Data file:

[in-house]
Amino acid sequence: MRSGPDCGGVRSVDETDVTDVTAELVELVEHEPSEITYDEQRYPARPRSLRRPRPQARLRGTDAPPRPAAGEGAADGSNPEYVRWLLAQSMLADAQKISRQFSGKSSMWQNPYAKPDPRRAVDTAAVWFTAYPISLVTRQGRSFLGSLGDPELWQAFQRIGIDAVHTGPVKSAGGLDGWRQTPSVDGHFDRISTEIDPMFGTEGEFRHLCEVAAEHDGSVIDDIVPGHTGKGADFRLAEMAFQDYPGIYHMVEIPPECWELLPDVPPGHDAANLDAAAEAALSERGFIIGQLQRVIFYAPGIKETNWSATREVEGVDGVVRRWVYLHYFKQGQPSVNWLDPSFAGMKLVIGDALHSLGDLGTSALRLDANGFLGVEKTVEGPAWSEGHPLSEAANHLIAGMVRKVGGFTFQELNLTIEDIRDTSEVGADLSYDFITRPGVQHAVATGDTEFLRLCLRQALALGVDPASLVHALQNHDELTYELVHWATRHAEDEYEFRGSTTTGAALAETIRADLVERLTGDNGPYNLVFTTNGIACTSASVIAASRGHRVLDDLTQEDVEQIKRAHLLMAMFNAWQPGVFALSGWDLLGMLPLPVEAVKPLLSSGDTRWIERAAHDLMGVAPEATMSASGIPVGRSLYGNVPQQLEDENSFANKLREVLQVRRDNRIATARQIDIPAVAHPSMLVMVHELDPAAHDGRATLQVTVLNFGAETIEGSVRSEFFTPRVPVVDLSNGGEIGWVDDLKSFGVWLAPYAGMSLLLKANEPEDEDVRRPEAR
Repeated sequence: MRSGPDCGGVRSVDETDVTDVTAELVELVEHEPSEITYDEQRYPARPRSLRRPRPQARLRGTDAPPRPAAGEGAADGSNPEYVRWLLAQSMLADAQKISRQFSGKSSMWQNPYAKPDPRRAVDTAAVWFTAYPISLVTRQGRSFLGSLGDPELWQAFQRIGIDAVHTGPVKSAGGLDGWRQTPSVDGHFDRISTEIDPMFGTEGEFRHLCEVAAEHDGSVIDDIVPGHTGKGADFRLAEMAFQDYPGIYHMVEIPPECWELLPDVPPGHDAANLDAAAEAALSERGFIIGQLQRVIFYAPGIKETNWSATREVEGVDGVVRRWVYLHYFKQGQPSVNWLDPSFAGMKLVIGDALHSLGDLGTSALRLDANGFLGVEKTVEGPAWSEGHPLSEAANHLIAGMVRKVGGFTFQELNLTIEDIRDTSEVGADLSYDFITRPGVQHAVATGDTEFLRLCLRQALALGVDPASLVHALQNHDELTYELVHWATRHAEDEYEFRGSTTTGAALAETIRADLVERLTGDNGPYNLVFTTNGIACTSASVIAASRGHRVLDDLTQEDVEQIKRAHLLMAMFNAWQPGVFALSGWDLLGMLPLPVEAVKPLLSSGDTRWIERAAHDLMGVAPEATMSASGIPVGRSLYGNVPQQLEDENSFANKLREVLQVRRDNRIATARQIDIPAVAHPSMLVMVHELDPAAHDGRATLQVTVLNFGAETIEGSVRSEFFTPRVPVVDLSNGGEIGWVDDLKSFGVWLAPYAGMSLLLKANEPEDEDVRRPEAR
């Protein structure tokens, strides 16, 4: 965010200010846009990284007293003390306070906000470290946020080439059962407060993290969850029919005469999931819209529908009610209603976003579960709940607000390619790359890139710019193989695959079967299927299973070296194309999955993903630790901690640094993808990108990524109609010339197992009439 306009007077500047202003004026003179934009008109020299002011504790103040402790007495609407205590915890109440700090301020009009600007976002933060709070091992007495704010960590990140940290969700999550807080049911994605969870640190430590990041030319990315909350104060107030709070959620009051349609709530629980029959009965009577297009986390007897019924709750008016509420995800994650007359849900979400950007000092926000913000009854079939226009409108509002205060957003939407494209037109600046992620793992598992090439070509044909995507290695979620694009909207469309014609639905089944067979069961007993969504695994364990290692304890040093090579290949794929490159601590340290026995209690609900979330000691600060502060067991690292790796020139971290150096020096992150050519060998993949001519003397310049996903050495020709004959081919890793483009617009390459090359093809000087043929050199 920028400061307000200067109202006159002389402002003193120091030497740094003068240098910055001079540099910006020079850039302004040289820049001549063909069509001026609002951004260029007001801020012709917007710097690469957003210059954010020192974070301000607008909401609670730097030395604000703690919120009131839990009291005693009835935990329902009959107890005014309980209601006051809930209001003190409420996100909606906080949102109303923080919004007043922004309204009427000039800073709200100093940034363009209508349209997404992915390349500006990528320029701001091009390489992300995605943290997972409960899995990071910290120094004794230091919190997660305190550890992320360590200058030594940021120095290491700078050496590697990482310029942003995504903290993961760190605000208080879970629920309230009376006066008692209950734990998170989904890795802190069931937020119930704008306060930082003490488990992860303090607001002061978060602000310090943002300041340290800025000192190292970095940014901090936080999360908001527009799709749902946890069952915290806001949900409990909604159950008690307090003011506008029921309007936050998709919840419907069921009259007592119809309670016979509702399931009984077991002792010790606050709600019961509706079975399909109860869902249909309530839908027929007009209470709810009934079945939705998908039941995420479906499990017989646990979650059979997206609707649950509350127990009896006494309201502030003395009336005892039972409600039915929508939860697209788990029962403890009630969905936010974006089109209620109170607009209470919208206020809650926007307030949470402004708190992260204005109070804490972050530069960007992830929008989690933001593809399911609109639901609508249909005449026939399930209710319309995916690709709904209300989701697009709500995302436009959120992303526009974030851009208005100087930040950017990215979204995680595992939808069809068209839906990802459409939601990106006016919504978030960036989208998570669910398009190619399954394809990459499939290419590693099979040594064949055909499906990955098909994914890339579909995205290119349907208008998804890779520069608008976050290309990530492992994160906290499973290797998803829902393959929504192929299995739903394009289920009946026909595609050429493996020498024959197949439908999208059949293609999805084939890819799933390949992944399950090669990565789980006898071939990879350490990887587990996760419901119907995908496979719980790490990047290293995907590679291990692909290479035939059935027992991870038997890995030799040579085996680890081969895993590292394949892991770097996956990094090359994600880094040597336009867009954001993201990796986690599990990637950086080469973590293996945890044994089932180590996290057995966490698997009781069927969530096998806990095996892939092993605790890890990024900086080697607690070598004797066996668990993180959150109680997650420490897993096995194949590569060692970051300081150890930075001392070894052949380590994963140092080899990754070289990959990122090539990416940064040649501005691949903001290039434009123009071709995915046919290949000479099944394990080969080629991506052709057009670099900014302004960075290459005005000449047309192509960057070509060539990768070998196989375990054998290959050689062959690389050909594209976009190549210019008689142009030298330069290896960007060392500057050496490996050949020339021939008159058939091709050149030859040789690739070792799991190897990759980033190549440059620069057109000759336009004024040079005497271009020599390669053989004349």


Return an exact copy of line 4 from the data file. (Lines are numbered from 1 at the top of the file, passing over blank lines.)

């Protein structure tokens, strides 16, 4: 965010200010846009990284007293003390306070906000470290946020080439059962407060993290969850029919005469999931819209529908009610209603976003579960709940607000390619790359890139710019193989695959079967299927299973070296194309999955993903630790901690640094993808990108990524109609010339197992009439 306009007077500047202003004026003179934009008109020299002011504790103040402790007495609407205590915890109440700090301020009009600007976002933060709070091992007495704010960590990140940290969700999550807080049911994605969870640190430590990041030319990315909350104060107030709070959620009051349609709530629980029959009965009577297009986390007897019924709750008016509420995800994650007359849900979400950007000092926000913000009854079939226009409108509002205060957003939407494209037109600046992620793992598992090439070509044909995507290695979620694009909207469309014609639905089944067979069961007993969504695994364990290692304890040093090579290949794929490159601590340290026995209690609900979330000691600060502060067991690292790796020139971290150096020096992150050519060998993949001519003397310049996903050495020709004959081919890793483009617009390459090359093809000087043929050199 920028400061307000200067109202006159002389402002003193120091030497740094003068240098910055001079540099910006020079850039302004040289820049001549063909069509001026609002951004260029007001801020012709917007710097690469957003210059954010020192974070301000607008909401609670730097030395604000703690919120009131839990009291005693009835935990329902009959107890005014309980209601006051809930209001003190409420996100909606906080949102109303923080919004007043922004309204009427000039800073709200100093940034363009209508349209997404992915390349500006990528320029701001091009390489992300995605943290997972409960899995990071910290120094004794230091919190997660305190550890992320360590200058030594940021120095290491700078050496590697990482310029942003995504903290993961760190605000208080879970629920309230009376006066008692209950734990998170989904890795802190069931937020119930704008306060930082003490488990992860303090607001002061978060602000310090943002300041340290800025000192190292970095940014901090936080999360908001527009799709749902946890069952915290806001949900409990909604159950008690307090003011506008029921309007936050998709919840419907069921009259007592119809309670016979509702399931009984077991002792010790606050709600019961509706079975399909109860869902249909309530839908027929007009209470709810009934079945939705998908039941995420479906499990017989646990979650059979997206609707649950509350127990009896006494309201502030003395009336005892039972409600039915929508939860697209788990029962403890009630969905936010974006089109209620109170607009209470919208206020809650926007307030949470402004708190992260204005109070804490972050530069960007992830929008989690933001593809399911609109639901609508249909005449026939399930209710319309995916690709709904209300989701697009709500995302436009959120992303526009974030851009208005100087930040950017990215979204995680595992939808069809068209839906990802459409939601990106006016919504978030960036989208998570669910398009190619399954394809990459499939290419590693099979040594064949055909499906990955098909994914890339579909995205290119349907208008998804890779520069608008976050290309990530492992994160906290499973290797998803829902393959929504192929299995739903394009289920009946026909595609050429493996020498024959197949439908999208059949293609999805084939890819799933390949992944399950090669990565789980006898071939990879350490990887587990996760419901119907995908496979719980790490990047290293995907590679291990692909290479035939059935027992991870038997890995030799040579085996680890081969895993590292394949892991770097996956990094090359994600880094040597336009867009954001993201990796986690599990990637950086080469973590293996945890044994089932180590996290057995966490698997009781069927969530096998806990095996892939092993605790890890990024900086080697607690070598004797066996668990993180959150109680997650420490897993096995194949590569060692970051300081150890930075001392070894052949380590994963140092080899990754070289990959990122090539990416940064040649501005691949903001290039434009123009071709995915046919290949000479099944394990080969080629991506052709057009670099900014302004960075290459005005000449047309192509960057070509060539990768070998196989375990054998290959050689062959690389050909594209976009190549210019008689142009030298330069290896960007060392500057050496490996050949020339021939008159058939091709050149030859040789690739070792799991190897990759980033190549440059620069057109000759336009004024040079005497271009020599390669053989004349």